In Episode 004 of Recall Bias, we discussed the mechanism of action of lipid emulsion (as a treatment for toxicity), as well as that of activated charcoal adsorption. We also discussed colchicine toxicity, and its lack of antidote.
“…no clear-cut distinction between nontoxic, toxic, and lethal doses, causing substantial confusion among clinicians. Although colchicine poisoning is sometimes intentional, unintentional toxicity is common and often associated with a poor outcome.”
Talking about carbon carriers and folic acid, we discussed the 1998 approval of folic acid supplementation in white flour, and the subsequent 2016 approval for corn masa. Here is a 2011 AJPH article that makes the epidemiologic case.
On 12/20/2018 the FDA issued a new ‘black box warning’ for fluoroquinolone-associated aortic dissection. This comes a decade after a black box warning for FQ-associated tendinopathy. The most scary numbers are in the setting of elderly patients, fluoroquinolones, concomitant corticosteroids, and achilles tendon rupture, where odds ratios vary from 20-fold to 43-fold depending on which study you consult. Although it is worth noting that the NNH on the second study is 979 — FQs increase the risk significantly, but the absolute risk is still low, so there are a number of factors clinicians must balance when considering FQs.
Our EBM topic for this episode related to chart review studies and the importance of good data, good methodology, and good reporting of methodology in the published paper — if any of these are lacking, it is difficult to know if the paper is drawing reasonable conclusions. Our discussions centered on the paper, “Congruence of disposition after emergency department intubation in the National Hospital Ambulatory Medical Care Survey.” This paper contains examples of a number of obviously erroneous medical record entries, including people being intubated for scabies and possible kidney stones, as well as pregnancies diagnosed without pregnancy tests, etc. But even when the data is solid, the methodology also needs to be solid. For an example of what you’d like to see → here’s a paper with stellar methodology. And for an example of what is much more typical, here’s a far-from-stellar paper where the discussion of the methodology contains little more than the quote, “Patient data were retrieved from the medical records.”
Our clinical pearl this week relates to the possible systemic effects of timolol eye drops if they are absorbed through the nasolacrimal duct. A 1973 paper, Lacrimal and Instilled Fluid Dynamics in Rabbit Eyes, explains: “Drainage of an instilled drug solution away from the eye is responsible for a considerable loss of drug and, hence, affects the biological activity of drugs in the eye. The rate of this drainage is related to the volume of drug solution instilled and increases with increasing volume.” [See also this paper.] To quote a more recent paper,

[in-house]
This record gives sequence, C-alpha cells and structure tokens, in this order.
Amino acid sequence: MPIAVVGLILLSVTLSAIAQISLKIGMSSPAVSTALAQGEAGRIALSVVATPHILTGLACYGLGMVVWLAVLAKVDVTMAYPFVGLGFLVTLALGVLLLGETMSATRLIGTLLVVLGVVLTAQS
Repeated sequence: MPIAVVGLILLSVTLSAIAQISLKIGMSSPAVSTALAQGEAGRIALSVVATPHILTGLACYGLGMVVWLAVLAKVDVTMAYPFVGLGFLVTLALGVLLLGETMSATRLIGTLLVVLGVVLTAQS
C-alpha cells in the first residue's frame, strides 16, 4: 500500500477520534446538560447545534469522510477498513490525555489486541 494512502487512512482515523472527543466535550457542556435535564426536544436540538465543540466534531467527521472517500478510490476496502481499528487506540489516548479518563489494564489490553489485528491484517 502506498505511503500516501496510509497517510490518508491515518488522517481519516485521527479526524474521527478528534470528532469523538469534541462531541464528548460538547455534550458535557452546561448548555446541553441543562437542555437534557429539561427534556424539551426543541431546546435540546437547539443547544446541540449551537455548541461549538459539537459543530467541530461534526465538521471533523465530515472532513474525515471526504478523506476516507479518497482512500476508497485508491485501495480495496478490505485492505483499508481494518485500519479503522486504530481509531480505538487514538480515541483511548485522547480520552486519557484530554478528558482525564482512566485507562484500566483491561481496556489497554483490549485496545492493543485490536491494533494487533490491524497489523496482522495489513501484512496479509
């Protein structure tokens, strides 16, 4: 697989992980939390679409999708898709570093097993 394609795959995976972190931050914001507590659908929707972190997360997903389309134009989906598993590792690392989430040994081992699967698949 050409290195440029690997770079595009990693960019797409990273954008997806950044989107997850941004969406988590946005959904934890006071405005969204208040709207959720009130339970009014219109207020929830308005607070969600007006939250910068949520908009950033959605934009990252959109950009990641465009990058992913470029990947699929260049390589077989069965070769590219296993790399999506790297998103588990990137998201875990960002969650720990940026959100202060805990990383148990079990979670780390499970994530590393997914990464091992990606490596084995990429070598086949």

“Once administrated topically in eyes, almost 80% of the drops are drained through nasolacrimal duct to the nose, where they are absorbed systemically through nasal mucosa and it should be noted that as there is no hepatic first pass metabolism, the absorbed drug behaves like intravenous dose.”
So the first part of the ‘pearl’ is to use your free hand to obscure the duct and surrounds to avoid this absorption. The second part of the pearl is: for those in a clinical environment encountering patients with unexplained bradycardia or syncope, consider the possibility of timolol eyedrops (given certain patient demographic and medical history factors). Particularly it is worth repeating part of the first quote above: the rate of [nasolacrimal] drainage is related to the volume of drug solution instilled and increases with increasing volume. I should think you’d also want to keep timolol eye drops in the back of your mind in the setting of patients with bronchoconstriction — The Journal of Investigational Allergology and Clinical Immunology has a pretty scare case report here [page 379] of a child on salbutamol (beta agonist) for asthma and timolol eye drops (beta antagonist) for glaucoma, who went into arrest after taking his eye drops.
For those who love case reports, I’ll link to a bunch more (with titles like, “Respiratory arrest following first dose of timolol ophthalmic solution,” and, “Adverse respiratory and cardiovascular events attributed to timolol ophthalmic solution, 1978–1985” ) … I managed to find a bunch because it turns out there are case reports going as far back as the 1970s: [1, 2, 3, 4, 5, 6, 7].
Lastly, I also found a paper that contains several cases of bizarre visual hallucinations resulting from timolol eye drop use (subsequently I found case reports of timolol hallucinations going back a few decades; for example this 1980 case report in JAMA). The authors note that while this appears to be a rare occurrence, timolol is not alone in causing it, as “visual hallucinations are a well-known side effect of orally dosed beta blockers.”
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Hosted by Addie, Kim, and Alex. Audio production and editing by Addie. Theme music compositions (Too Cool, and Laserpack) by Kevin MacLeod of incompetech.com, licensed under Creative Commons: By Attribution 3.0 License.